Figure 4.11 offers the results of the 3-expert minimum analysis, in order to account for differences in areas of expertise of the computer scientists. This comparison also allows the ratings to reflect computer capabilities from newer techniques that some experts may not yet know about. With this approach to aggregating the results, the proportion of questions expected to be answered successfully by computers ranges from 95% for the Level 2 questions, to 83% for the Level 4 and 5 questions. As with literacy, the results from this approach suggest a substantially higher level of computer success on the numeracy questions than when the ratings are simply averaged across the group.

Figure 4.11. Expert ratings of computer capabilities to answer PIAAC numeracy questions, comparing average using Maybe=50% and 3-expert minimum, by level of question difficulty
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Source: Annex Table A4.11.

 http://dx.doi.org/10.1787/888933610993

Computer numeracy ratings by expert

Figure 4.12 illustrates the average rating across all numeracy questions for each expert, counting a Yes as 100%, a Maybe as 50%, and a No as 0%. The range is 69 percentage points, from 21% for Davis to 90% for Hobbs. This range is wider than that for literacy (56 percentage points). The average for the group is 64%. Changing the scoring for Maybe, by omitting the rating from the average or to counting it as 100%, does not make an appreciable difference to the overall ratings across the group.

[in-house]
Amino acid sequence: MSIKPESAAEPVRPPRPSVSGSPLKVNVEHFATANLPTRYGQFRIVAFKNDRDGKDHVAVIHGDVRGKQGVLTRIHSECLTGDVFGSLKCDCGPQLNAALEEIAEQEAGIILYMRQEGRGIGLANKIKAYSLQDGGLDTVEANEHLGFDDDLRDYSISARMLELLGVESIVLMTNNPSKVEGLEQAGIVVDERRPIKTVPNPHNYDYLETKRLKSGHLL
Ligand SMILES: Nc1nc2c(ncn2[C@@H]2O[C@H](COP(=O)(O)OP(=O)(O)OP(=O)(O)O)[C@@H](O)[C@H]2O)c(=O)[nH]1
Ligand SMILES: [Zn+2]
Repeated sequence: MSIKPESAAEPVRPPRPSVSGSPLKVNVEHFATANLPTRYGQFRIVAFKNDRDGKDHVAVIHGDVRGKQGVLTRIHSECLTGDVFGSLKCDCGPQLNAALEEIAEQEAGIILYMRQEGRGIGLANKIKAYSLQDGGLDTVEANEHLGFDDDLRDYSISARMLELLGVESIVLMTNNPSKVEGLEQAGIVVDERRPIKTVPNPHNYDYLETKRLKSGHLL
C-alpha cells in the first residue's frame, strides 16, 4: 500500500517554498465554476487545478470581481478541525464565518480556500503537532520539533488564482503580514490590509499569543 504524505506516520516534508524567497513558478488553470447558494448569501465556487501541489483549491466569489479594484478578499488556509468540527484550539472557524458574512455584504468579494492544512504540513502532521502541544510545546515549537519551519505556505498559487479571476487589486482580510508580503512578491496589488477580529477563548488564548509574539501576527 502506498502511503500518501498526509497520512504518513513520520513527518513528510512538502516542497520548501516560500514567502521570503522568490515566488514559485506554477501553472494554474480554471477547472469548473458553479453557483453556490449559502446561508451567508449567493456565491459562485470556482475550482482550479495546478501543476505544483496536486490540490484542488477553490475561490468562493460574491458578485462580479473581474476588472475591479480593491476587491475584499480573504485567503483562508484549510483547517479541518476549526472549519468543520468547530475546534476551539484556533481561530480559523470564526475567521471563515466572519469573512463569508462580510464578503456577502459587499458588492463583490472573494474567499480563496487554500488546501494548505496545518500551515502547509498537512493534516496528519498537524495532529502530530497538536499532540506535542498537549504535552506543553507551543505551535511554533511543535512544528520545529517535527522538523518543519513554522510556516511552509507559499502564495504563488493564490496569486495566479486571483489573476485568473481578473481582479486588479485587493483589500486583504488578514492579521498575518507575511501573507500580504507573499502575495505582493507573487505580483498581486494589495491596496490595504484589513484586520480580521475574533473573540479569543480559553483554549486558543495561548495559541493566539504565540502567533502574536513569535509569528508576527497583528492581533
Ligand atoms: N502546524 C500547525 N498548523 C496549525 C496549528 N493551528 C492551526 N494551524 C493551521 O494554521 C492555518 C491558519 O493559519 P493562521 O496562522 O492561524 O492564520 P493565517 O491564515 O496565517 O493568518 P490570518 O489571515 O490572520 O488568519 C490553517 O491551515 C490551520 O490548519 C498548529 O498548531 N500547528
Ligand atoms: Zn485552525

Figure 4.12. Expert ratings of computer capabilities to answer PIAAC numeracy questions, by expert
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Source: Annex Table A4.12.

 http://dx.doi.org/10.1787/888933611012

Although most of the experts appear in roughly the same position in the literacy and numeracy orderings, there is a striking change for two of the experts, Hobbs and Forbus. In literacy, Hobbs is the most pessimistic whereas in numeracy he becomes the most optimistic. By contrast, in literacy Forbus is the most optimistic while in numeracy he is the third most pessimistic.